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The Lucky One

Romance . Drama

U.S. Marine Sergeant Logan Thibault (Efron) returns from his third tour of duty in Iraq, with the one thing he credits with keeping him alive-a photograph he found of a woman he doesn't even know. Learning her name is Beth (Schilling) and where she lives, he shows up at her door, and ends up taking a job at her family-run local kennel. Despite her initial mistrust and the complications in her life, a romance develops between them, giving Logan hope that Beth could be much more than his good luck charm.

Actors: Russell Durham Comegys , Sharon Conley , Courtney J. Clark , Jillian Batherson , Joe Chrest , Riley Thomas Stewart , Jay R. Ferguson , Taylor Schilling , Blythe Danner , Zac Efron
Directors: Scott Hicks
Country: USA
Release: 2012-04-20
More Info:
  • Steven Rea

    Efron, who wears an "All glory is fleeting" tattoo on his back and a soulful look on his face, gets to be more of a grown-up in The Lucky One than in most of what he's done before.

    Philadelphia Inquirer Full Review
  • Connie Ogle

    The most fortunate thing about The Lucky One is that despite a plot hole so big it could generate its own gravity field, it's still not a bad movie.

    Miami Herald Full Review
  • Roger Ebert

    The Lucky One is at its heart a romance novel, elevated however by Nicholas Sparks' persuasive storytelling.

    Chicago Sun-Times Full Review
  • James Berardinelli

    The Lucky One delivers what's expected from it: a heartfelt romantic melodrama with attractive actors in the lead roles; gauzy, moody photography; a saccharine score; and all the heat that a PG-13 production can muster.

    ReelViews Full Review
  • Emma Dibdin

    A through-and-through weepie that's unlikely to convert any Sparks naysayers. The darker hues of its war-based story nonetheless make the sugary excesses easier to swallow.

    Total Film Full Review
  • Bilge Ebiri

    Efron's stopped-clock seriousness is more convincing on a melancholy loverboy than it is on a melancholy soldier. We can't quite sense the harrowing torment of lives lost before his eyes, but we can sense the sweet anguish of being around the woman you adore. It'll have to do.

    New York Magazine (Vulture) Full Review
  • Betsy Sharkey

    The Sparks-styled romance has almost become its own movie genre - predictable, pure of heart, sentimental and never straying from the boy-meets-girl basics, or the surface, for that matter - and in that The Lucky One delivers.

    Los Angeles Times Full Review
  • Alison Willmore

    The Lucky One aspires to but never reaches the grandly melodramatic heights of the über-Sparks adaptation "The Notebook," though a reconciliation embrace in an outdoor shower of some sort seems deliberately staged to evoke the earlier feature.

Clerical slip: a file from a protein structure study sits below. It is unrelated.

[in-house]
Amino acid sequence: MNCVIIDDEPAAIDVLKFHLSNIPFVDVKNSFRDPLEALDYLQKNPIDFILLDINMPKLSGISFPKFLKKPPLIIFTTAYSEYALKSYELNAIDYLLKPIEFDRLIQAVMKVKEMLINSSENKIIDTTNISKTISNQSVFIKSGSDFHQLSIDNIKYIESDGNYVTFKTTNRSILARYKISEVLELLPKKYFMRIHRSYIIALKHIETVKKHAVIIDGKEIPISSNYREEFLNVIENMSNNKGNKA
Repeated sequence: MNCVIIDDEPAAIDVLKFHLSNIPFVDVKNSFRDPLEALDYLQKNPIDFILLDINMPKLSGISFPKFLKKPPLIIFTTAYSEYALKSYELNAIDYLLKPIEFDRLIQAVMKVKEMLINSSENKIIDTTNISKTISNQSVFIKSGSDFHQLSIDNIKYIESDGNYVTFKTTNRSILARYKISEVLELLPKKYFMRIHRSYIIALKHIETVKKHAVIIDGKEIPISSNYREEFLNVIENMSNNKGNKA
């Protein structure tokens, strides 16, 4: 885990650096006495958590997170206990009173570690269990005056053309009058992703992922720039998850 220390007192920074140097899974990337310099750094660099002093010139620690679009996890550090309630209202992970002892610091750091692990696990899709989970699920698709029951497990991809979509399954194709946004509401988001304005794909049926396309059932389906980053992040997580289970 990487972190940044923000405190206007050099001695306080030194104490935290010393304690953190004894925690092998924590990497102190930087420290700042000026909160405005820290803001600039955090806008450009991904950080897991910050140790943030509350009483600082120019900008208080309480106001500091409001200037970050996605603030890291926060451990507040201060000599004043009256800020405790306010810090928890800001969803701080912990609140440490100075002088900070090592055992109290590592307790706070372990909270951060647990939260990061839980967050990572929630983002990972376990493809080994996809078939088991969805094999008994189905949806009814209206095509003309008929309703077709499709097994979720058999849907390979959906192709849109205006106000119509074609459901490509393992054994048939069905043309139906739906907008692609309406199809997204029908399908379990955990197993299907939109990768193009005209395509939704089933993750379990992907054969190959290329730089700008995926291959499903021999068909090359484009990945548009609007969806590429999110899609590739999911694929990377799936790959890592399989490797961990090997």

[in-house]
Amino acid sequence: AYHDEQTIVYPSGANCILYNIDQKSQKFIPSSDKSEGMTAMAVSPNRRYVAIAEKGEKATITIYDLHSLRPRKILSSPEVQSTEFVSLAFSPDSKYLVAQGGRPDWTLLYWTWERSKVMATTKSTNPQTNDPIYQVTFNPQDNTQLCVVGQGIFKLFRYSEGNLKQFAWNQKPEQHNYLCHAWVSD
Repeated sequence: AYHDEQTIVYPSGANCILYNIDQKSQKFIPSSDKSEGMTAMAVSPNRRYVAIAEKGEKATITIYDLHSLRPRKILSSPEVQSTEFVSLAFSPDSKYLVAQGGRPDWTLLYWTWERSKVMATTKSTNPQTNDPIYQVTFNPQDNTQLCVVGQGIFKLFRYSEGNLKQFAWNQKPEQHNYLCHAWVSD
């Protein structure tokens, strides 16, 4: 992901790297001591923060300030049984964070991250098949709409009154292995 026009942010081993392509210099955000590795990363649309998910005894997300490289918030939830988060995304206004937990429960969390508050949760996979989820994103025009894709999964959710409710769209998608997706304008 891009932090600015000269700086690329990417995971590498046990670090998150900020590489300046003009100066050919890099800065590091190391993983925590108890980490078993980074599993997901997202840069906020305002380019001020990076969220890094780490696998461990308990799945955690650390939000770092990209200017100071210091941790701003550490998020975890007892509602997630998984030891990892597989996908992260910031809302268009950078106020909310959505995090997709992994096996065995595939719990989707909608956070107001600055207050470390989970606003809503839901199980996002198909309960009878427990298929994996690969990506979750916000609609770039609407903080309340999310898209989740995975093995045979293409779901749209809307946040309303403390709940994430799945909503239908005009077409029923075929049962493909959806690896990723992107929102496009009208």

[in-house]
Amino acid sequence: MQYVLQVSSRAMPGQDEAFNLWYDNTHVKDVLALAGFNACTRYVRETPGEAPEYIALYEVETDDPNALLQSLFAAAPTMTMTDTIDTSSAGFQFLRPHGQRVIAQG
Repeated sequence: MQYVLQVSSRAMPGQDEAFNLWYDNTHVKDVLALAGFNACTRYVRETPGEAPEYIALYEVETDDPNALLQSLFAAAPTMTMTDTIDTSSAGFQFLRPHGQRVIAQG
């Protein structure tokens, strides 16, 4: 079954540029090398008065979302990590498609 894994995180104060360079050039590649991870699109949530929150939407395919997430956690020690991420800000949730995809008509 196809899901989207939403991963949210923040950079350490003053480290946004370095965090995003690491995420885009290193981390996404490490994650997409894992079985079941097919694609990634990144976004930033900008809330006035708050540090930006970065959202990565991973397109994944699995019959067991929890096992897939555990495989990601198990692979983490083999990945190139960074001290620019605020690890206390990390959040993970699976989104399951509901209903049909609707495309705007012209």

Movieline Full Review
  • Tal Rosenberg

    As long as Efron's shirt comes off, he could play an accountant and no one in the target audience would care.

    Chicago Reader Full Review
  • Claudia Puig

    So the cliches are as thick as a vat of honey. And the love story proves just as syrupy. But for those who lap up this sappy vision of romance, it contains all the key ingredients.

    USA Today Full Review
  • M. E. Russell

    When it sticks to its central flirtation, the latest movie based on a Nicholas Sparks romance, The Lucky One, is blandly pleasant enough.

    Portland Oregonian Full Review
  • Mary Pols

    As a person who removes a woman's clothing in the half light of a Southern afternoon, Efron acquits himself reasonably well.

    Time Full Review
  • Michael Phillips

    The leads' chemistry in The Lucky One is more theoretical than actual. Still, the sunsets and sunrises and sunbeams through the windowpanes fall easily on the eyes.

    Chicago Tribune Full Review
  • Keith Phipps

    As a pretty, low-stakes bayou romance The Lucky One works well enough. When asked to carry any kind of dramatic weight, however, it collapses.

    The A.V. Club Full Review
  • Owen Gleiberman

    The Lucky One doesn't have the schlock rapture of "The Notebook" (the one Sparks adaptation that has really worked). The trouble with the movie isn't that it's too girly-swoony; it's that it tries to achieve emotion through glowy sunsets and a paint-by-numbers script.

    Entertainment Weekly Full Review
  • R. Kurt Osenlund

    At this point, Sparksian romances unfold via their own preordained formula, and measures of their merits largely hinge on how well each can bend the cookie-cutter.